FORT DETRICK, Md. – A U.S. Army medical team contributed to an investigation into the cause of death of a Red Panda at the Smithsonian’s National Zoo and Conservation Biology Institute (NZCBI).

The findings will ultimately help to protect the endangered species.

Maj. Mathanraj Packiam, PhD, from the 1st Area Medical Laboratory and U.S. Army Medical Research Institute of Infectious Diseases (USAMRIID), worked with Maj. Jeffrey R. Kugelman and Raina Kumar from the Center for Genomics; Dr. Janice Williams, Lt. Col. Curtis R. Cline and Col. Paul R. Facemire from the USAMRIID Department of Pathology; and Dr. Neel Aziz, a veterinary pathologist at NZCBI on the investigation.

“Red Pandas are endangered and legally protected in India, Bhutan, China, Nepal and Myanmar,” said Dr. Aziz. “Their primary threats are habitat loss and degradation, human interference and poaching. Learning the specific genus and species of pathogens that affect Red Pandas will help conservation medicine at the wildlife domestic animal interface and wildlife human interface.”

The USAMRIID’s pathology team conducted transmission electron microscopy studies on Formalin-Fixed, Paraffin-Embedded (FFPE) tissue from the Red Panda’s brain in an effort to identify and speciate the protozoa in the brain tissue.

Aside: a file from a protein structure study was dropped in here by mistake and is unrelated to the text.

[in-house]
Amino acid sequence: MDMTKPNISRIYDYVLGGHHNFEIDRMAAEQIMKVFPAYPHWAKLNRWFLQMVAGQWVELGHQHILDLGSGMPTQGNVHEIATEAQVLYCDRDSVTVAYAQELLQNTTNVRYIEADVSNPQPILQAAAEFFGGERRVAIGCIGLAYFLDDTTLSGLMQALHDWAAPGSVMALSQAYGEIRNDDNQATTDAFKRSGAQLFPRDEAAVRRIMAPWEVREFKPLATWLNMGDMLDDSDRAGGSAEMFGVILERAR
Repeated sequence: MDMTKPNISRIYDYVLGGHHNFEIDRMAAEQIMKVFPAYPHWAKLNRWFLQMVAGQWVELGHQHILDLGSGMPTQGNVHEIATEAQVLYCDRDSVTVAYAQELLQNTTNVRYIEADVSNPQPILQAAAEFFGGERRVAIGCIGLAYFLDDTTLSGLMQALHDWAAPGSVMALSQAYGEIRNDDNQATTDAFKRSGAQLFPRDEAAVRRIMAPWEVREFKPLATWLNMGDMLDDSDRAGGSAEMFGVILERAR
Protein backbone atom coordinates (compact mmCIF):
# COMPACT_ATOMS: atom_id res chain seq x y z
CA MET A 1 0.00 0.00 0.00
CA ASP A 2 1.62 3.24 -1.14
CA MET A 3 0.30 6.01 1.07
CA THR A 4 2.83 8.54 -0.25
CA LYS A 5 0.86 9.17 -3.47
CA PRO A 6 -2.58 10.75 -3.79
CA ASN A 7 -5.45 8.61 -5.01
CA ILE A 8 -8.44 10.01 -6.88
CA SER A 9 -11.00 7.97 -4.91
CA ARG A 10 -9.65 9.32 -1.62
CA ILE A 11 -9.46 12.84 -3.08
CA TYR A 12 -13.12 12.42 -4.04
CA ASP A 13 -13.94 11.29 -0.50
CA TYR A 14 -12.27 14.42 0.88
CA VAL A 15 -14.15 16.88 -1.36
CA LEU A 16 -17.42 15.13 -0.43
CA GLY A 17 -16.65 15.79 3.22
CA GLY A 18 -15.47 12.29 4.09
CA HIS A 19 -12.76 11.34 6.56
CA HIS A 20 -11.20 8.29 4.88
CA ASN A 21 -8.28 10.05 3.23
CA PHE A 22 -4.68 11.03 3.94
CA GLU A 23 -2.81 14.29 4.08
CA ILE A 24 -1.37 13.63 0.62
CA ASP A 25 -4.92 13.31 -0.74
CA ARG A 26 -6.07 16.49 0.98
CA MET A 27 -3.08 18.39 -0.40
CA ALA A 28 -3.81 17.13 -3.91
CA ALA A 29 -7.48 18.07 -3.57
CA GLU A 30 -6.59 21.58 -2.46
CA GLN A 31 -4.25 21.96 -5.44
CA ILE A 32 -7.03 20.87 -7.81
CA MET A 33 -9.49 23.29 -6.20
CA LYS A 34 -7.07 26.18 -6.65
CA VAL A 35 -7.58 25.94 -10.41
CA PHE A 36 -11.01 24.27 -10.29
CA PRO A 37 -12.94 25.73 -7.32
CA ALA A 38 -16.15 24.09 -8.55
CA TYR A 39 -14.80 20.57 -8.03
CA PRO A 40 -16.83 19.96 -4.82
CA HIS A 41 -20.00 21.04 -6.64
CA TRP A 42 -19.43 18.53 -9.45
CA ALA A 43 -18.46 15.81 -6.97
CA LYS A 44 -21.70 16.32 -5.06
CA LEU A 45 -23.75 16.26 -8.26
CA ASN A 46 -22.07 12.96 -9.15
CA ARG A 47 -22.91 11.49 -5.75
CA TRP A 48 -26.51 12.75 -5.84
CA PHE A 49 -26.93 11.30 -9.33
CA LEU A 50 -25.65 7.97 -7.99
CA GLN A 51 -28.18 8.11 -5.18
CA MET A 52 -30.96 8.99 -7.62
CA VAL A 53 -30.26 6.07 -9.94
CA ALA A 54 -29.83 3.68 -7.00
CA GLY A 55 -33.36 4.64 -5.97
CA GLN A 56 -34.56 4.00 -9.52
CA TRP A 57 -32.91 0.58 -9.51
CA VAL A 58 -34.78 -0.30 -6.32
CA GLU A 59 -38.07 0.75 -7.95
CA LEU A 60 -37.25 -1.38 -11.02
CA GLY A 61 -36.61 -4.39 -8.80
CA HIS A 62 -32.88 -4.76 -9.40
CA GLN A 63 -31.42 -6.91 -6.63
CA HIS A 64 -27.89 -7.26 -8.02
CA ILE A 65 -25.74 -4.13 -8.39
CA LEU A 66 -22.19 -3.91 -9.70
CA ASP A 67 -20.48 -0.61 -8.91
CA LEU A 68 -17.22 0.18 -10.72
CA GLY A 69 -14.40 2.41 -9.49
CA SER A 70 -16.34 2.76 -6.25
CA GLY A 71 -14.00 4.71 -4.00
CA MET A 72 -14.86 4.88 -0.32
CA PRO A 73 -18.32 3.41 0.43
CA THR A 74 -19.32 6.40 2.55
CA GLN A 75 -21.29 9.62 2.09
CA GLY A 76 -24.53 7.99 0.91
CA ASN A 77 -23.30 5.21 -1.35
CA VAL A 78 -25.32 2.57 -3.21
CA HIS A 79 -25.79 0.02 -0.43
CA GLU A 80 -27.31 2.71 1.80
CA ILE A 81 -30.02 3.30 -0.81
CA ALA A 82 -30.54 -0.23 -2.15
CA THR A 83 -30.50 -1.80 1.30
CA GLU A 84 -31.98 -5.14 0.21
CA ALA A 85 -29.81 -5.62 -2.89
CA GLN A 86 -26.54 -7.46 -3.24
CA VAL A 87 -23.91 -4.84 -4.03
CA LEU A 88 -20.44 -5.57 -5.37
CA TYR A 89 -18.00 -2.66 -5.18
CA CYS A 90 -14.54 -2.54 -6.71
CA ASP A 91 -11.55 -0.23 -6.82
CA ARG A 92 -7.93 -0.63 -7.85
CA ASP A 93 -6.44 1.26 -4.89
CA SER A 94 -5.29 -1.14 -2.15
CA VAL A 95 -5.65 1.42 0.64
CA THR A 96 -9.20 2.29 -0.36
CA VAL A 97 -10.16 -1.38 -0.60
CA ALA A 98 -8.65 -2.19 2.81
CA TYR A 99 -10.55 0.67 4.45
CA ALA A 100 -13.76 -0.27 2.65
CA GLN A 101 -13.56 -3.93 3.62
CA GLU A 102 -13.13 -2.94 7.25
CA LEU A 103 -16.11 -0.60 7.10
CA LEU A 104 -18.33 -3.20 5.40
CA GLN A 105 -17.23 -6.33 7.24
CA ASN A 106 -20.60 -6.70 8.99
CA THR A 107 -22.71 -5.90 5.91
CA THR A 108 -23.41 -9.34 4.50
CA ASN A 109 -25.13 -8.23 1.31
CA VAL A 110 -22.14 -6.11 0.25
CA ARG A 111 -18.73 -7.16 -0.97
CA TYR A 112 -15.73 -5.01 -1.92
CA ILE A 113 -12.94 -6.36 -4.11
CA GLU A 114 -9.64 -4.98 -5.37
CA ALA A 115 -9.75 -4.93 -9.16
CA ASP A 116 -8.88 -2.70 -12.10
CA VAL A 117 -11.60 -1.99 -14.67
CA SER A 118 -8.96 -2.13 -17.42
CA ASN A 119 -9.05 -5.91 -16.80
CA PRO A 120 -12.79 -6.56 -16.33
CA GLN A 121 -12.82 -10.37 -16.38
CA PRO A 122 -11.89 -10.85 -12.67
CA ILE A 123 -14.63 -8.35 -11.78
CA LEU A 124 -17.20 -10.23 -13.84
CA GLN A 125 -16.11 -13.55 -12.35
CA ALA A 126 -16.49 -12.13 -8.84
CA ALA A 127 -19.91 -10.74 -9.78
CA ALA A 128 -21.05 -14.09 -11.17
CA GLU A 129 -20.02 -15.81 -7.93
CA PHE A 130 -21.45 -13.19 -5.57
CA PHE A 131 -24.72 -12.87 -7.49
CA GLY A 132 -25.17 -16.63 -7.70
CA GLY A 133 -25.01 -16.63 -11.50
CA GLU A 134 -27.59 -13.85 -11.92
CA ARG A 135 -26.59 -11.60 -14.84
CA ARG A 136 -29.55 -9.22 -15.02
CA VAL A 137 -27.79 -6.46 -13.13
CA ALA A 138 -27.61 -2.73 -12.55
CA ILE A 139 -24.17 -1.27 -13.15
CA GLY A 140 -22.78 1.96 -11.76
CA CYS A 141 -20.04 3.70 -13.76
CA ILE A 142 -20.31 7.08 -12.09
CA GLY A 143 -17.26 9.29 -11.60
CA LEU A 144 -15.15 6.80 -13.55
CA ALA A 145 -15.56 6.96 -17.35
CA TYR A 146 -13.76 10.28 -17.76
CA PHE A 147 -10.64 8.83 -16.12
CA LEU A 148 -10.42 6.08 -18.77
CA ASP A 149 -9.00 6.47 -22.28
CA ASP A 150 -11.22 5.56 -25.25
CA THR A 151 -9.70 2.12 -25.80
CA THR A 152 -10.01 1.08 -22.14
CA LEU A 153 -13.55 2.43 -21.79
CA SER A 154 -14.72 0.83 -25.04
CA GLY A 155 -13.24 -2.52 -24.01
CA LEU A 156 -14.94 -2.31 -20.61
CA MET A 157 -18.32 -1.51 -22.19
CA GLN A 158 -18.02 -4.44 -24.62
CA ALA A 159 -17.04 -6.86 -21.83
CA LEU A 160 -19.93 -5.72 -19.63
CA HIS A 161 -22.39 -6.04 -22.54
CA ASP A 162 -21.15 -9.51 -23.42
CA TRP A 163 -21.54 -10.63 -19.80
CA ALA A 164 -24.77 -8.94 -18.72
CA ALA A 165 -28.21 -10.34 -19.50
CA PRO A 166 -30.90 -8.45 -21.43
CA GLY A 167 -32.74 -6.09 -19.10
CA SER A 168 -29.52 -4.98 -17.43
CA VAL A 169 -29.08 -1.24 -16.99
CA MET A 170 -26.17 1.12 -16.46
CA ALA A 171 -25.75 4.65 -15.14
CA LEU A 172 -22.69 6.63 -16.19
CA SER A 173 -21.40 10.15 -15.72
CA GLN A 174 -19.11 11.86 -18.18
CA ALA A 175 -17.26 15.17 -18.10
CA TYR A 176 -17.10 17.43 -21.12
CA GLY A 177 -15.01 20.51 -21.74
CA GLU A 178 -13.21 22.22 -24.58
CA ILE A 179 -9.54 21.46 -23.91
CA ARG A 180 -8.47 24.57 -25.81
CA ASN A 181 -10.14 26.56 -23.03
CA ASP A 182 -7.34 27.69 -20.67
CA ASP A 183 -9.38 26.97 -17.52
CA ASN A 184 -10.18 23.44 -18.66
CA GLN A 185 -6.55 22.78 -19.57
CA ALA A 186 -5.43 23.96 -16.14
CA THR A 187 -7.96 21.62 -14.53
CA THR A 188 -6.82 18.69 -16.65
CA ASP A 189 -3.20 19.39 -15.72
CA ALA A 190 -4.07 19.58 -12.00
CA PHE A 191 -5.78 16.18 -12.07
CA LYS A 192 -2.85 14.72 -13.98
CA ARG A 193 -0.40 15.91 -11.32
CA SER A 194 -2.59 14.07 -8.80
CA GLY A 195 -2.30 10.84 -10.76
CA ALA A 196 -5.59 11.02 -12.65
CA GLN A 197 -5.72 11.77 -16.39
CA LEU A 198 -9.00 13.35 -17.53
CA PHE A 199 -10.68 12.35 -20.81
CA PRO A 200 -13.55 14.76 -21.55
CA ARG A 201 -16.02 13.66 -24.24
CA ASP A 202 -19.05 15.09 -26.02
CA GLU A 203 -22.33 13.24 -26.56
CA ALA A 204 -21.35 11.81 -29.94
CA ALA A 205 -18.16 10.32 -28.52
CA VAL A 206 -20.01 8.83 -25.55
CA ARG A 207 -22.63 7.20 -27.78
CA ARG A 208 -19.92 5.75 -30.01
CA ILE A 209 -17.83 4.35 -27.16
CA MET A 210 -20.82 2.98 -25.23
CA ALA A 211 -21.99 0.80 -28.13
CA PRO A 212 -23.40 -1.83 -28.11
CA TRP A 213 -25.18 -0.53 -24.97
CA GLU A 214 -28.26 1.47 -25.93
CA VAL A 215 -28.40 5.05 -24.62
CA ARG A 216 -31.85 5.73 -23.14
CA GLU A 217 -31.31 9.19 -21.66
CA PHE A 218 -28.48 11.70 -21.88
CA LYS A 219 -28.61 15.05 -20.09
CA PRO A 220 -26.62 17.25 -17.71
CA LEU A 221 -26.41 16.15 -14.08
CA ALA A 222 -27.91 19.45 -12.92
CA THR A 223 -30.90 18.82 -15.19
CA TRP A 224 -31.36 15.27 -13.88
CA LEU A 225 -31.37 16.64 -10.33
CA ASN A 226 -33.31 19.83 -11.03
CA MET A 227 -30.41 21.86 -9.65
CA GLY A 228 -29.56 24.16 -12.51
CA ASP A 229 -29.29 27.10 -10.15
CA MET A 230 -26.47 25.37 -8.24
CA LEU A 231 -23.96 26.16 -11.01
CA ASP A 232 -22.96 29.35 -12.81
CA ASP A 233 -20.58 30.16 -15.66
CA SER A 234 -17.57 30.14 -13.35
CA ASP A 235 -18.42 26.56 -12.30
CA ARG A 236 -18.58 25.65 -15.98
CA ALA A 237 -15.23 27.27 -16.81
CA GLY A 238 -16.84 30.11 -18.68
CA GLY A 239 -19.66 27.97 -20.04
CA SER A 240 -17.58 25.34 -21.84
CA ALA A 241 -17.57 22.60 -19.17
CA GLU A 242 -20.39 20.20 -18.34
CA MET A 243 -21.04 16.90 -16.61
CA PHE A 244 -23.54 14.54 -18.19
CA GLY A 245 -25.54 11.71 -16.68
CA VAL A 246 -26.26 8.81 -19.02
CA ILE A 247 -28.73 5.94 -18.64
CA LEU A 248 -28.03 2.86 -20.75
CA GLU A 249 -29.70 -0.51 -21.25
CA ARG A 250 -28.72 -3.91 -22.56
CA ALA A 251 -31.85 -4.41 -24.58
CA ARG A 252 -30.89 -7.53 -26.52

The USAMRIID’s genomics team extracted the DNA from FFPE brain sections and performed sequencing and identified the protozoa to the species level, said Packiam, who earned his doctoral degree in Microbiology and Immunology from Drexel University College of Medicine in Philadelphia.

Packiam said the mission was special because of the agent and sample type.

“Pathogen discovery or detection of an unknown pathogenic agent in a sample is my passion,” said Packiam. “The primary suspected agent at the beginning of the investigation was Toxoplasma gondii, for which cats serve as the most likely source of infection in a zoo setting.